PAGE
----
Aruncus dioicus is an herbaceous spring bloomer and member of the Rosaceae (rose) family.
Commonly referred to as Goat's beard, this bushy perennial is recognized by its feathery, arching spikes with small, ivory-colored flowers which lend it a second nickname, "Bride's feathers".
Aruncus dioicus photograph by Leonora (Ellie) Enking.
Aruncus dioicus blooms appear in early or mid-summer with the male plants being the most showy.
The foliage is fern-like and green, but fades to yellow in autumn.
Easy to grow, gardeners often choose to locate Goat's beard plants in attractive en masse plantings beside ponds and streams and in rain gardens.
With their four to eight foot (1.2 to 2.4 m) height and two to four foot (0.6 to 1.2 m) spread, they can serve as hedges, but also have suitably in beds and borders, and in informal gardens. Plants take up to five years to reach their full spread and height.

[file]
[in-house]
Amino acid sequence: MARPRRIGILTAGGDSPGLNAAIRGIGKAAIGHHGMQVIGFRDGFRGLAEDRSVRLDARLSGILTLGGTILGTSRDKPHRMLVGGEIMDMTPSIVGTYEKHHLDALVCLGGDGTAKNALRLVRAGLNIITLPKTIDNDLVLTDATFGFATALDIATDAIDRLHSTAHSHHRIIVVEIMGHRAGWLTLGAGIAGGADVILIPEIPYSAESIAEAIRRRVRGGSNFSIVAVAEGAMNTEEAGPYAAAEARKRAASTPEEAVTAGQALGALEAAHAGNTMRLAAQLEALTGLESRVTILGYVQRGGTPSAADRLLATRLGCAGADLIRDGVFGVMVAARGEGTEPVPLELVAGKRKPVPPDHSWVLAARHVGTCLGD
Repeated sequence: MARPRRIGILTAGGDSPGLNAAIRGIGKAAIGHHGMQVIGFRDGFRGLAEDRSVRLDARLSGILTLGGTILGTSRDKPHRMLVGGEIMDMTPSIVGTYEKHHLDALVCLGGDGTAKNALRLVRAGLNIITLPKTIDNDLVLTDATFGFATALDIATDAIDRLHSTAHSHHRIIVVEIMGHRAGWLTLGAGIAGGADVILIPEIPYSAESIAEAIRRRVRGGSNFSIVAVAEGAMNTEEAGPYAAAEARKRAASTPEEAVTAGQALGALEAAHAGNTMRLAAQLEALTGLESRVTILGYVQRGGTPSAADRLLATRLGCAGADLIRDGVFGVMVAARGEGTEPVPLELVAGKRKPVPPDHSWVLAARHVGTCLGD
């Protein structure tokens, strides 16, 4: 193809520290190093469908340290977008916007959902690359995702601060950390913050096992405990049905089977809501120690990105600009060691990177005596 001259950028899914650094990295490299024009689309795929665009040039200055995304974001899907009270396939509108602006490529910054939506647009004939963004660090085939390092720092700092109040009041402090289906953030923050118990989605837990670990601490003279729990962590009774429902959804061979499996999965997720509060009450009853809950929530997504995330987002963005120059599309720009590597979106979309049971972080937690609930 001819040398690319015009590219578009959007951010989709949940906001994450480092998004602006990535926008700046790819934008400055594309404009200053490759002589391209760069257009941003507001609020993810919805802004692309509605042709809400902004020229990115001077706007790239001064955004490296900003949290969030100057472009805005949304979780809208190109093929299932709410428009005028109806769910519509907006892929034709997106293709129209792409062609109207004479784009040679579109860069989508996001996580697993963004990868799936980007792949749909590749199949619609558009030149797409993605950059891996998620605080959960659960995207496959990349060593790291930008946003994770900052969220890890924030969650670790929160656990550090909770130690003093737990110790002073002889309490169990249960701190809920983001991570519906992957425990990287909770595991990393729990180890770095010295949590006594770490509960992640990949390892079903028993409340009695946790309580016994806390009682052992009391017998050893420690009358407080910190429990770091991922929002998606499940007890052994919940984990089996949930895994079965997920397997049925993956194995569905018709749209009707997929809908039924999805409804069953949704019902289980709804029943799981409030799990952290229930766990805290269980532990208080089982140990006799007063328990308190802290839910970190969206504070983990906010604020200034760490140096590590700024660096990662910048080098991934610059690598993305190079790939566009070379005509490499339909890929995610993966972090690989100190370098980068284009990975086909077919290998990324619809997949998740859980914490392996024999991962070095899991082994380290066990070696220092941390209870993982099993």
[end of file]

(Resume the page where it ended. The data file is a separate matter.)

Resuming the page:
Goat's beard can also be used as a single focal point, particularly in small gardens. It thrives in USDA hardiness zones 3 to 9, and is UK hardy.
Slow to establish, Aruncus dioicus prefers full sun or part shade and rich, medium to wet soils. Water them well in dry weather.
These plants are typically propagated by dividing the rhizomes in early autumn or spring.
As the plants tend to form into large clumps, the rhizomes should be planted not less than 2 1/2 feet (75 cm) apart.
Alternately, these plants can also be propagated by sowing seed in a cold frame.
Once plants are established, they are fairly easy to transplant and should be pruned back to one inch (2.5 cm) after the blooming season has passed.
Goat's beard is for the most part free of pest and diseases, and are resistant to rabbits.